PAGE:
December 8, 2022

Russian President Vladimir Putin, speaking from a wood-panelled operations room, issued another stern warning to the West on Wednesday after his country’s military suffered a series of embarrassing setbacks in Ukraine.

Putin announced a partial mobilization of reservists It could raise the number of available forces up to 300,000 and pose a veiled threat to Moscow’s willingness to use nuclear weapons.

Here is a look at the main findings from this speech and the West’s reaction to it.

Why is Putin making these threats now?

Putin’s military recall and potential nuclear threat come days after Ukraine’s military launched a surprise counterattack to retake lands around Kharkiv, its second largest city in the east.

“I want to remind you that our country also has various means of destruction … And when the territorial integrity of our country is threatened, to protect Russia and our people, we will certainly use all the means available to us,” Putin said. In the televised address, adding with a long look at the camera: “It’s not a hoax.”

But his seven-minute speech was also broadcast as Russia prepares to hold referendums in the Ukrainian regions it now occupies, including those captured by Moscow-backed separatist forces after fighting broke out in 2014. The elections began on Friday and have already been rejected. As the illegitimate of Ukraine and its Western allies.

West vows to stay in the course

President Joe Biden led Western condemnation of Putin’s comments At the United Nations General Assembly, arguing that Moscow’s aggression must be met with a sustained resolve by Western countries to support Ukraine.

We will stand in solidarity against Russian aggression. He said “period”, denouncing Moscow’s plans to hold “sham” referendums in Ukraine as well as “Putin’s public nuclear threats against Europe”.

NATO Secretary General Jens Stoltenberg echoed the Biden theme. This is a further escalation in Putin’s war. “The international community must condemn this flagrant violation of international law and increase its support for Ukraine,” Stoltenberg said in a tweet.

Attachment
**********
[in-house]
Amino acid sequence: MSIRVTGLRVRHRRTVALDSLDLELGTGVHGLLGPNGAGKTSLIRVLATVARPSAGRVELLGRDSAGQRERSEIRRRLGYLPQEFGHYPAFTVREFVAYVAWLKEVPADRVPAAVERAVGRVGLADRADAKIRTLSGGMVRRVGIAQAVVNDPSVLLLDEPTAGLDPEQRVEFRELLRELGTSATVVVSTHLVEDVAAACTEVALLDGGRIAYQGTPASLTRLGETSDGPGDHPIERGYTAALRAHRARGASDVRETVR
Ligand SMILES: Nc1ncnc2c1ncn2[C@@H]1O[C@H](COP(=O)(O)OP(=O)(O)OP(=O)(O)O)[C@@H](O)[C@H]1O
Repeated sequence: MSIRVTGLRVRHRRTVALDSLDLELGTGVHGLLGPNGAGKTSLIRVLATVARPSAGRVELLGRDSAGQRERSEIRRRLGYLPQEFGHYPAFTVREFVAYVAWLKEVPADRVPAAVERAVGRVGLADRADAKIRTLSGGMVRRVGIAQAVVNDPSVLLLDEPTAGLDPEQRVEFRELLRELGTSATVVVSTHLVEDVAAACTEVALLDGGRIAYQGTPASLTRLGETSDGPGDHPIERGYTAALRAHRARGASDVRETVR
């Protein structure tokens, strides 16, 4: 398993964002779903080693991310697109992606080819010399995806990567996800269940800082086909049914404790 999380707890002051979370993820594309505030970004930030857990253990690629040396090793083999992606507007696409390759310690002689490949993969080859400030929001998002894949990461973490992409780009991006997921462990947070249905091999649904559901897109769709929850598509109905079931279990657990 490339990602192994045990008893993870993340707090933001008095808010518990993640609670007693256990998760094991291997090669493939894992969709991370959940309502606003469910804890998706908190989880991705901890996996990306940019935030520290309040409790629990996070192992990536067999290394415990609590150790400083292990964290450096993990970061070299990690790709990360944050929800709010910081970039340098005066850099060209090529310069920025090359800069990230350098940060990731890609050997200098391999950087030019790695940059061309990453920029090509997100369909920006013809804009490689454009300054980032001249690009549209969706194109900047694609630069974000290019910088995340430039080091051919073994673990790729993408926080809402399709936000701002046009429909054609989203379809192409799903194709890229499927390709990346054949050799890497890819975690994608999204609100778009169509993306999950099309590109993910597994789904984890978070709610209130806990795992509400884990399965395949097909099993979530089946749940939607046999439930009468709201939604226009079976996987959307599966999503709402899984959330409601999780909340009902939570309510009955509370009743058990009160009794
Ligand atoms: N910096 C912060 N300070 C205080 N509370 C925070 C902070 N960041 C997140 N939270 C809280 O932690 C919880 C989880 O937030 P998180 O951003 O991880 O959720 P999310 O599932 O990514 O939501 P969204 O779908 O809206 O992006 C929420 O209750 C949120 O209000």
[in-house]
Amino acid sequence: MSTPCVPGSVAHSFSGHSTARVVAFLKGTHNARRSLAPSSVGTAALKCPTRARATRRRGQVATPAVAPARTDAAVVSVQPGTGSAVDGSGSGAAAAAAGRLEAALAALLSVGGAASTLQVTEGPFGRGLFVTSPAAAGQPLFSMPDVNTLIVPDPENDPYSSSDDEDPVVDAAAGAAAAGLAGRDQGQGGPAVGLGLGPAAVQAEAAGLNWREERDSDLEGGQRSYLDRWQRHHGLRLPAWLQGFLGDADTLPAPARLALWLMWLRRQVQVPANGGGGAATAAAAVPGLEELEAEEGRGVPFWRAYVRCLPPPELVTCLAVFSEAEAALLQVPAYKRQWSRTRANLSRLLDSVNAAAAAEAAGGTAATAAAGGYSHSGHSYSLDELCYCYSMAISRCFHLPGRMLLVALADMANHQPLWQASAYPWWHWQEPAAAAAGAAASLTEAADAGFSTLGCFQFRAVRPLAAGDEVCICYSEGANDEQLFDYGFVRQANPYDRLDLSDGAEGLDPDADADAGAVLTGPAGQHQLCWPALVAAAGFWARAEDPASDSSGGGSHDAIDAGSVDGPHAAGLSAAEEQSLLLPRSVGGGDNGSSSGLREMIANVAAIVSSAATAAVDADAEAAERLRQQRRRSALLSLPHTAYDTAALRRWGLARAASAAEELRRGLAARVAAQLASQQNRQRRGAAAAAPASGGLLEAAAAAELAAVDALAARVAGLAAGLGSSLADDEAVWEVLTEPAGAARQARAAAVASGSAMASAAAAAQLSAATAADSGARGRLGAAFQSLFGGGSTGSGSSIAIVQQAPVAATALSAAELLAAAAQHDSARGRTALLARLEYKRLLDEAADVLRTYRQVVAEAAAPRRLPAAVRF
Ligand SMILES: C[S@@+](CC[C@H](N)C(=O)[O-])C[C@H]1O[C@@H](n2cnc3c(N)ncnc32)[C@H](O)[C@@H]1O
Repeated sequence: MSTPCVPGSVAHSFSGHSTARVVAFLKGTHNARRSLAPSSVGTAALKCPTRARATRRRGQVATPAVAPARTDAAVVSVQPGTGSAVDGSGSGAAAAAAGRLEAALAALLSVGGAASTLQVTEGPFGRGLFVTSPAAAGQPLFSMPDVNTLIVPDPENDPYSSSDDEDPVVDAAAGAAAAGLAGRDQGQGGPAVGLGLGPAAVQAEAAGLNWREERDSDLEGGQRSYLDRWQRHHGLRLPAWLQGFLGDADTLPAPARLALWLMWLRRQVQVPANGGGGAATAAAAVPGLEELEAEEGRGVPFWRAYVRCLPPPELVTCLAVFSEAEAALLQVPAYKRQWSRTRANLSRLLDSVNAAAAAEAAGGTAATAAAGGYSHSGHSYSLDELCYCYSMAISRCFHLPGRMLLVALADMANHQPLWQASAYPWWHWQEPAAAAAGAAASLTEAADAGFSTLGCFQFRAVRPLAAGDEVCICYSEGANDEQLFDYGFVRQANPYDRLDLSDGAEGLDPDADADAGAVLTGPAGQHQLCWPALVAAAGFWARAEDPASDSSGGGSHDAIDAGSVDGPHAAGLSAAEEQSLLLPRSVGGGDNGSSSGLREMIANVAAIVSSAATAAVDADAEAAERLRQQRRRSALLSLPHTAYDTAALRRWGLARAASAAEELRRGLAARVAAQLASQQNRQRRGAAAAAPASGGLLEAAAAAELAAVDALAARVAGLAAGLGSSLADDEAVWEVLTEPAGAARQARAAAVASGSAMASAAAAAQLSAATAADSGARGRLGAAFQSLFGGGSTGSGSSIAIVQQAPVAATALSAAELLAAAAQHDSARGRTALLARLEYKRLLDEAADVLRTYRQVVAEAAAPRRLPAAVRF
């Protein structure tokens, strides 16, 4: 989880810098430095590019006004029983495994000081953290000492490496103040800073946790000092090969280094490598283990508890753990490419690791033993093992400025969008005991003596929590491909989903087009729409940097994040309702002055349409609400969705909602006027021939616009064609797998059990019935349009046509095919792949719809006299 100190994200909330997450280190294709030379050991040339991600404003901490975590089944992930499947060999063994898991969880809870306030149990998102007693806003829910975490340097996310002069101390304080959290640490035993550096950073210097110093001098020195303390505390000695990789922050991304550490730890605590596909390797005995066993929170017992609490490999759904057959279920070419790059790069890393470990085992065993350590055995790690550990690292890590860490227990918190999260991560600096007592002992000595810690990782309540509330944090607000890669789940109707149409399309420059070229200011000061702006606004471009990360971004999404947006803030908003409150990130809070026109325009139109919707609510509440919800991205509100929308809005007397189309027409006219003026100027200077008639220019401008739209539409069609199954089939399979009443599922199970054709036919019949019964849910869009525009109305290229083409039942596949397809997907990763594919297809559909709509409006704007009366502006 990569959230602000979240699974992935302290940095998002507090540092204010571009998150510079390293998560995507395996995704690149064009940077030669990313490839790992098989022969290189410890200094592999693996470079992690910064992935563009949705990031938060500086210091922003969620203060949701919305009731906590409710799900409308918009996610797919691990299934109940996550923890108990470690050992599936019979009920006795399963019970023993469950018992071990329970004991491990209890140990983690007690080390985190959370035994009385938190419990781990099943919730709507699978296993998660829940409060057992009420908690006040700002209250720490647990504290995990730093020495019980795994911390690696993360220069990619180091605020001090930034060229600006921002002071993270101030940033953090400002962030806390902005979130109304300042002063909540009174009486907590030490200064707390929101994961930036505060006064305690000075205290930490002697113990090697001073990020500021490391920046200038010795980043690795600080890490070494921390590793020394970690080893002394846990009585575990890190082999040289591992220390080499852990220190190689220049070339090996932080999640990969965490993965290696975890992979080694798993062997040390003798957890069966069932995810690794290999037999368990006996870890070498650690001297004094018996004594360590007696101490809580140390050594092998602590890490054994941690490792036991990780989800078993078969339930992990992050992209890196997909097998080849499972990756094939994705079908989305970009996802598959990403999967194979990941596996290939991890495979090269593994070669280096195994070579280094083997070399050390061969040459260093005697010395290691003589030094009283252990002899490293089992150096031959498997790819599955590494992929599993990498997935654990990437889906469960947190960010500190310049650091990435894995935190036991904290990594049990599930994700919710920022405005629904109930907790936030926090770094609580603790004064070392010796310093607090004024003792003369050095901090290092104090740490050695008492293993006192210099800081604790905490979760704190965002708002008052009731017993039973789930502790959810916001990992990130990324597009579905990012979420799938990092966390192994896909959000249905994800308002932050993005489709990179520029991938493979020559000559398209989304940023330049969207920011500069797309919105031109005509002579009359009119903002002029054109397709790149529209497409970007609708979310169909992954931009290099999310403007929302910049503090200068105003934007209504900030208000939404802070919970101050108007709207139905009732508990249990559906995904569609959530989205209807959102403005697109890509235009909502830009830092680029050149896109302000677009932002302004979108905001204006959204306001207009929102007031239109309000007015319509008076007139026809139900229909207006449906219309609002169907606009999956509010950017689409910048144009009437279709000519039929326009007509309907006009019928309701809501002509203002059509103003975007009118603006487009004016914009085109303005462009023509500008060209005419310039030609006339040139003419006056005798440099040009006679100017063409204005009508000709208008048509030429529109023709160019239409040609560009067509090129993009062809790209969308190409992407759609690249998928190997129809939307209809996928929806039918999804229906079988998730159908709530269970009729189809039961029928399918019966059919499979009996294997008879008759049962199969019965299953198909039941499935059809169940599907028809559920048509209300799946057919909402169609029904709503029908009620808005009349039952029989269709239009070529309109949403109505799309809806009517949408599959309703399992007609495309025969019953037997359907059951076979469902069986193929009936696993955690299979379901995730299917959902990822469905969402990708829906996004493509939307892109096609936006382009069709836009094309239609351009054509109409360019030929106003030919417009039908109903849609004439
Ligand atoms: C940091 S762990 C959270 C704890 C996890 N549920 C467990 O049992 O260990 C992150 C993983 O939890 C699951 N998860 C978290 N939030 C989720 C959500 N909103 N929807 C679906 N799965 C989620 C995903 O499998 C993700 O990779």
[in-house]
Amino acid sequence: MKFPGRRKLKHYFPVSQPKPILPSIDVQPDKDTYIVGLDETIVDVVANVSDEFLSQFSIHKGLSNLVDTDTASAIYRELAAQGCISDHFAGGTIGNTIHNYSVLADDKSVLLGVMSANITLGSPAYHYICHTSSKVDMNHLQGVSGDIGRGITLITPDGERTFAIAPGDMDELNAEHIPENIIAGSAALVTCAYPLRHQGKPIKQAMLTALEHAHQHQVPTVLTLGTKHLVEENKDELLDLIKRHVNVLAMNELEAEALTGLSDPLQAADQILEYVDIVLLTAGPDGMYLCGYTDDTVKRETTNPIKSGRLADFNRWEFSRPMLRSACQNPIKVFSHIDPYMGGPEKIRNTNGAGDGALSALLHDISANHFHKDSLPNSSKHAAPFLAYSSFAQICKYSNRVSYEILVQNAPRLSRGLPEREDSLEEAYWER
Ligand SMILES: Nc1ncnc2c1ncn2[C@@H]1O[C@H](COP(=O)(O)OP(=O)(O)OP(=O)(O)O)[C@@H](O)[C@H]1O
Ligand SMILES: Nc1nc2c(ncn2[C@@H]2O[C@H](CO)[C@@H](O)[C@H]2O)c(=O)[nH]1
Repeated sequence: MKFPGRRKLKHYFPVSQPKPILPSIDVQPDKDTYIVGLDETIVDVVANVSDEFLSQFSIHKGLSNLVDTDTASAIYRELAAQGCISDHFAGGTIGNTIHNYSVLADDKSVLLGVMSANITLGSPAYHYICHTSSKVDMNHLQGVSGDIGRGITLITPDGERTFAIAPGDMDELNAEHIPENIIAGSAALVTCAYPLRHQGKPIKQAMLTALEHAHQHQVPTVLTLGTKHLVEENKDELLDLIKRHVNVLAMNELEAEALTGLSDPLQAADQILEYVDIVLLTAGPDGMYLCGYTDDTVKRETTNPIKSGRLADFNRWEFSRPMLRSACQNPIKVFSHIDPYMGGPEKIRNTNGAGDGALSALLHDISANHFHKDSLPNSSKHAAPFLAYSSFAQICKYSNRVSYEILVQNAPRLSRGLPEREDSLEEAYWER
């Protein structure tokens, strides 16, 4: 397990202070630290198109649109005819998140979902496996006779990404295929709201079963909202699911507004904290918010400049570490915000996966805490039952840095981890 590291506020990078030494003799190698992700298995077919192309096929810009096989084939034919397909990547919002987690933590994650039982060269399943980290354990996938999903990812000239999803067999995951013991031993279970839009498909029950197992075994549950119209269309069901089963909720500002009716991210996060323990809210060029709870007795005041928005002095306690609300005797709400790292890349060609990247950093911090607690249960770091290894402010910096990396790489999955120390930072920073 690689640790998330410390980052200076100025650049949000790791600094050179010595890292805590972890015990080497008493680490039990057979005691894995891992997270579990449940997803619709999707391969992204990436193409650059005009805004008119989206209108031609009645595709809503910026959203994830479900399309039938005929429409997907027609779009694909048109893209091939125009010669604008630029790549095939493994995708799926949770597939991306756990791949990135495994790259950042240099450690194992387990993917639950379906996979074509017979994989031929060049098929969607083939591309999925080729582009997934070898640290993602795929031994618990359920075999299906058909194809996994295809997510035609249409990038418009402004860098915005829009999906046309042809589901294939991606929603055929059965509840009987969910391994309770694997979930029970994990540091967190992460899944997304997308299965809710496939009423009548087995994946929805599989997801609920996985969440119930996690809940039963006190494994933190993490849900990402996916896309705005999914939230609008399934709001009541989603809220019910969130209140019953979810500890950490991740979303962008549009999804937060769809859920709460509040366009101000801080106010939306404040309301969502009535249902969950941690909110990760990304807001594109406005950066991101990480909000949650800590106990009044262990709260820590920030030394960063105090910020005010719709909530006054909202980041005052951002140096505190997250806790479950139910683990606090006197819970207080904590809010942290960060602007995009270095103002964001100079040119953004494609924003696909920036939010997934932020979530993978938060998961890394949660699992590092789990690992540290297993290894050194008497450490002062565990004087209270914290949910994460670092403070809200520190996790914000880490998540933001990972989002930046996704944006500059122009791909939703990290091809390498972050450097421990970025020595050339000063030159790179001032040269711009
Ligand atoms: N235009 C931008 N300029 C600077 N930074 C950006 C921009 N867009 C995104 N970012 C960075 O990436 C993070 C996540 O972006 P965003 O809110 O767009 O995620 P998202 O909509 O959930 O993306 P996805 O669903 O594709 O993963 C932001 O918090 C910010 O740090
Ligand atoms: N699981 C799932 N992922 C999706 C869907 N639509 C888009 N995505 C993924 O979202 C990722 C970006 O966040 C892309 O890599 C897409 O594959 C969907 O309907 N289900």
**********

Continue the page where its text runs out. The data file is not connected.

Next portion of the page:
“The threat of nuclear weapons is unacceptable and a real danger to all … world peace is in danger,” added Josep Borrell, EU foreign policy chief.

No change in Ukraine’s goals

Ukrainian President Volodymyr Zelensky said his country remains committed to restoring all of its sovereign territory, describing Putin’s remarks as evidence of Russia’s setbacks on the battlefield.

“We will act according to our plans, step by step. I am sure that we will liberate our lands,” Zelensky said in a television interview with the German newspaper Bild.

A spokesman for Zelensky described the Russian mobilization as a “great tragedy” for the Russian people. Speaking to the Associated Press, Sergei Nikiforov said recruits sent to the front lines in Ukraine would face a fate similar to that of unqualified Russian forces repulsed in their attack on Kyiv in the early days of the war.

“This is an admission of the impotence of the professional Russian army, which has failed in all its tasks,” said Nikiforov.

How will the Russians respond?

Despite the Kremlin’s tight grip on the Russian media, some criticism of the war in Ukraine has been broadcast in Russia since the last troop withdrawal.

Small anti-war protests were held in more than 30 Russian cities on Wednesday, according to monitoring group OVD-Info, which said more than 530 protesters were arrested, including 200 in St Petersburg and 150 in Moscow.

Russian political analyst Dmitry Oreshkin has argued that Putin’s mobilization will make the Russian military’s failures in the war all the more personal for many Russians.

Until recently (the Russians participated) with pleasure, sitting on their sofas, (watching) TV. Now the war has entered their home,” he told The Associated Press. “People will flee from this mobilization in every possible way, spray their way out of this mobilization, and leave the country.”

Russian media reported, on Wednesday, that people buying airline tickets were exposed to leave the country, Send ticket prices on the rise.


Follow the AP’s coverage of the war at

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